Mendelian genetics and subsequent evolution of Neo-Darwinism were not comfortable to Marxist theoreticians and this had deeper roots which can be traced back to Engels’ acceptance of the inheritance of acquired characters resulting in superior European races and inferior non-European races. The Soviet love for Lamarckian theory that all inherited characters are acquired was also because this also meant that by the manipulation of environment a new human being can be created according to the whims of polit bureau.

Trotsky had predicted that in the socialist utopia human species would decide the characteristics of its offspring. Soviet eugenic movement was not above aping the German eugenic movement. For example the Soviet Eugenic Society established a special commission to study the ‘Jewish Race’ and explicitly modeled its frameworks in terms of racial categories. The society also frequently reviewed German eugenics books establishing the guidelines of race hygiene and the Soviet reviewers often were highly impressed by these German doctrines.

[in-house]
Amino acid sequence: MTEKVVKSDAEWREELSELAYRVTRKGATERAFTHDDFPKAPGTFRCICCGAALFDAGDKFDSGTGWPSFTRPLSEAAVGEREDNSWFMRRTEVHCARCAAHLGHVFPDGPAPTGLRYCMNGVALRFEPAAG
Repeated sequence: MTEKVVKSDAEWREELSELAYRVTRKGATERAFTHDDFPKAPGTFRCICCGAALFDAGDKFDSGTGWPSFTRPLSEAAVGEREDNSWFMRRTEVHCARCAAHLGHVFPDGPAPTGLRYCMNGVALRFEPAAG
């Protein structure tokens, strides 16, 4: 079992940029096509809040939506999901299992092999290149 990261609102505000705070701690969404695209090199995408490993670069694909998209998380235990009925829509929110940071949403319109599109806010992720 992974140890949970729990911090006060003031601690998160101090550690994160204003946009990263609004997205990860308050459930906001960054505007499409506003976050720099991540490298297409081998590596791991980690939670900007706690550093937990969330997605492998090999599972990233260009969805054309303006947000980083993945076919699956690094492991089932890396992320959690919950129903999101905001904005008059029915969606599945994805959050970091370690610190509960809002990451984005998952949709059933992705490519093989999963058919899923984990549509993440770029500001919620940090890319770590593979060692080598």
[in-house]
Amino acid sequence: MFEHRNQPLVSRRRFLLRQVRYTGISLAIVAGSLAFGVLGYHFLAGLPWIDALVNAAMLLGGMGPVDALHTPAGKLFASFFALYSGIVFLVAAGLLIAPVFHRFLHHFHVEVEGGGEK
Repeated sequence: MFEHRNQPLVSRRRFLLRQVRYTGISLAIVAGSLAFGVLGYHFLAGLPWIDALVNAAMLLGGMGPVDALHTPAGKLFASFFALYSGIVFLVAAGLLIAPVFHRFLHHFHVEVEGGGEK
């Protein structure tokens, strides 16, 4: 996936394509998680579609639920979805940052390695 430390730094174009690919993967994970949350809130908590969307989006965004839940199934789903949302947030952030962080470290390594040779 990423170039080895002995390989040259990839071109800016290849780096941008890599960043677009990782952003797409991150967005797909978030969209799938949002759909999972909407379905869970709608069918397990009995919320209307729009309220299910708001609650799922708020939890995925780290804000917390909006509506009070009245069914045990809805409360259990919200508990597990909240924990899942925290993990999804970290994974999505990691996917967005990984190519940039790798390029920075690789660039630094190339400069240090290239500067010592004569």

Though initially Soviet biologists, like everywhere else at that time, were a mixed bag of Mendelian geneticists and Lamarckians, Stalin had a definite preference for Neo-Lamarckism. As early as 1906-7 Stalin had claimed that neo-Darwinism was yielding place to neo-Lamarckianism.

According to historian Prof. Bernice Glatzer Rosenthal, Stalin thought that Neo-Lamarckianism “was compatible with the Bolshevik emphasis on planning; Darwinism was anarchistic because mutations occur spontaneously.” But even before Stalin came to power, giving Marxist orientation to scientific research had become a compulsion. Scientists had to declare their faith in the creed of dialectical materialism. Lenin had decreed thus in 1922:

…it must be realised that no natural science and no materialism can hold its own in the struggle against the onslaught of bourgeois ideas and the restoration of the bourgeois world outlook unless it stands on solid philosophical ground. In order to hold his own in this struggle and carry it to a victorious finish, the natural scientist must be a modern materialist, a conscious adherent of the materialism represented by Marx, i.e., he must be a dialectical materialist.